Enumeration and Election
As an enclave for "whites only" Ohio denied blacks suffrage rights and ignored them when deciding taxation and representation issues. The adjudication of race proved disastrous for the state. The courts decided that there were persons with African ancestry who, by virtue of their complexion, might be entitled to "the privileges of white." This was called the Visible Admixture Law, enacted by the legislature in 1859, which caused more problems than it solved. The matter was the subject of litigation and incessant debate. Ohioans could find no common ground between the code of racism in the state and its law of freedom.
Constitution of Ohio, Article 1, 1802.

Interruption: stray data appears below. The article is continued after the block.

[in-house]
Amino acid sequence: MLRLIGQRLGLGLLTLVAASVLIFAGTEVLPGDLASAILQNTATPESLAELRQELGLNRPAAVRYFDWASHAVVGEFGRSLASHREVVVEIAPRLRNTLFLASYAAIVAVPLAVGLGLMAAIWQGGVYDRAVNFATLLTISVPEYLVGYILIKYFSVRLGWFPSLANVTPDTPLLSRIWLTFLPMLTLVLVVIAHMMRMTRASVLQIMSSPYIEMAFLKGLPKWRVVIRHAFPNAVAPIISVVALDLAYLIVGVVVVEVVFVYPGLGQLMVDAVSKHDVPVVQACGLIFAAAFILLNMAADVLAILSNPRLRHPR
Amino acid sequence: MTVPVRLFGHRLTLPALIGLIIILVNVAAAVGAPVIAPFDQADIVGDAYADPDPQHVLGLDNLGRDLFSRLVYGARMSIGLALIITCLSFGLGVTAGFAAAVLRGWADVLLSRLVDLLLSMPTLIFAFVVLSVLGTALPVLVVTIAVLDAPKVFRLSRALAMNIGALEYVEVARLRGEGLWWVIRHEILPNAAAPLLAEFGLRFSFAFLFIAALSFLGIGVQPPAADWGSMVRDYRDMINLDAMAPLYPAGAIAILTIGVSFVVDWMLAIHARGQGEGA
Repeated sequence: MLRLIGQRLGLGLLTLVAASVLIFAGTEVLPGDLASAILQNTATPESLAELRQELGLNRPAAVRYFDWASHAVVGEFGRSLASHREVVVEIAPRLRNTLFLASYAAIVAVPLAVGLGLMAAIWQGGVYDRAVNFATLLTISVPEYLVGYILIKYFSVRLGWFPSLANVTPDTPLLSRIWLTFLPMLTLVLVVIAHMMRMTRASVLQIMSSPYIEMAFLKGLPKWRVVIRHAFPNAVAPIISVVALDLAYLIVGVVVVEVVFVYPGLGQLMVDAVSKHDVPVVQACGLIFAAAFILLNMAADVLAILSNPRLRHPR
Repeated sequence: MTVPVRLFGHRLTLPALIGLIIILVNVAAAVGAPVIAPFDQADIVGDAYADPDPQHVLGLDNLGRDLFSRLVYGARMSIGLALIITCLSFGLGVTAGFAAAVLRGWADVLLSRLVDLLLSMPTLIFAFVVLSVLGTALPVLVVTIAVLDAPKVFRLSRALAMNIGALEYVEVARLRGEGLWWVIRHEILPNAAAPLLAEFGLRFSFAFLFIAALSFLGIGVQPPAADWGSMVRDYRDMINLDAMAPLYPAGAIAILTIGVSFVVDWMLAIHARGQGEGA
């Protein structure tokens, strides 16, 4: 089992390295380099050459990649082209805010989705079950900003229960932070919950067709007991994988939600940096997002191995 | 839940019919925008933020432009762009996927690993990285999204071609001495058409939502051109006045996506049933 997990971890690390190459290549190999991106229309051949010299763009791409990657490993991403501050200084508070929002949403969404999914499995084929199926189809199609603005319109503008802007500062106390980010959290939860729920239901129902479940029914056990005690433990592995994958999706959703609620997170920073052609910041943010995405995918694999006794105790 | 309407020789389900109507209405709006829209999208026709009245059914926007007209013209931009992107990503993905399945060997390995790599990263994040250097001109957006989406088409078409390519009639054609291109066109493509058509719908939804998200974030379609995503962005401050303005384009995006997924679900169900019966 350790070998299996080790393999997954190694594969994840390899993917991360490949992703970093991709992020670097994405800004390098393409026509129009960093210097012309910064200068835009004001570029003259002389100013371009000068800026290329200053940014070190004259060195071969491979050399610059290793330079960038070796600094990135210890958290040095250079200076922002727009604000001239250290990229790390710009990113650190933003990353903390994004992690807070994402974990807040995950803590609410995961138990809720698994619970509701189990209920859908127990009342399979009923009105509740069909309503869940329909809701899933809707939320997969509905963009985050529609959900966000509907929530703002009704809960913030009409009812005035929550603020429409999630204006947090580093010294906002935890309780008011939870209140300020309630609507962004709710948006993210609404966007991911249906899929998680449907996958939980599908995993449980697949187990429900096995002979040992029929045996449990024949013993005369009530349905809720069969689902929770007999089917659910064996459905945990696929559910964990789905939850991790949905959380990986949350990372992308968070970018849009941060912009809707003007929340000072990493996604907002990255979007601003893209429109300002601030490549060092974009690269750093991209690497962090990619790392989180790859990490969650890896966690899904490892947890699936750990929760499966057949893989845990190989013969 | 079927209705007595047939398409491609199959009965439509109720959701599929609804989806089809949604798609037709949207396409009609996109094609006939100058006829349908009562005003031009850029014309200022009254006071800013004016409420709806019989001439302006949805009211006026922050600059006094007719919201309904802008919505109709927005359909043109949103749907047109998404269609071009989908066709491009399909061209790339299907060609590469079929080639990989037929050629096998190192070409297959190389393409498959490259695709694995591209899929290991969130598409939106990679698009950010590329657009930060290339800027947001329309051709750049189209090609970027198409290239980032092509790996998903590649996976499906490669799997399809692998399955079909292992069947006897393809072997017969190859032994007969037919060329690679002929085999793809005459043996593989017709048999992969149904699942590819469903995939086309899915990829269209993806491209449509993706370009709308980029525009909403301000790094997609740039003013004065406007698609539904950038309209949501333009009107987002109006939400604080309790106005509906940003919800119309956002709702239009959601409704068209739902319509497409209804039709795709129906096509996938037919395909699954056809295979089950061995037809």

Section 2. Within one year after the first meeting of the General Assembly, and within every subsequent term of four years, an enumeration of all white male inhabitants, above twenty-one years of age, shall be made in manner as shall be directed by law. The number of representatives shall, at the several periods of making such enumeration, be fixed by the Legislature and apportioned among the several counties, according to the number of white male inhabitants above twenty-one years of age in each, and shall never be less than twenty-four, nor greater than thirty-six, until the number of white male inhabitants, above twenty-one years of age, shall be twenty-two thousand; and after that event, at such a ratio that the whole number of representatives shall never be less than thirty-six, nor exceed seventy-two.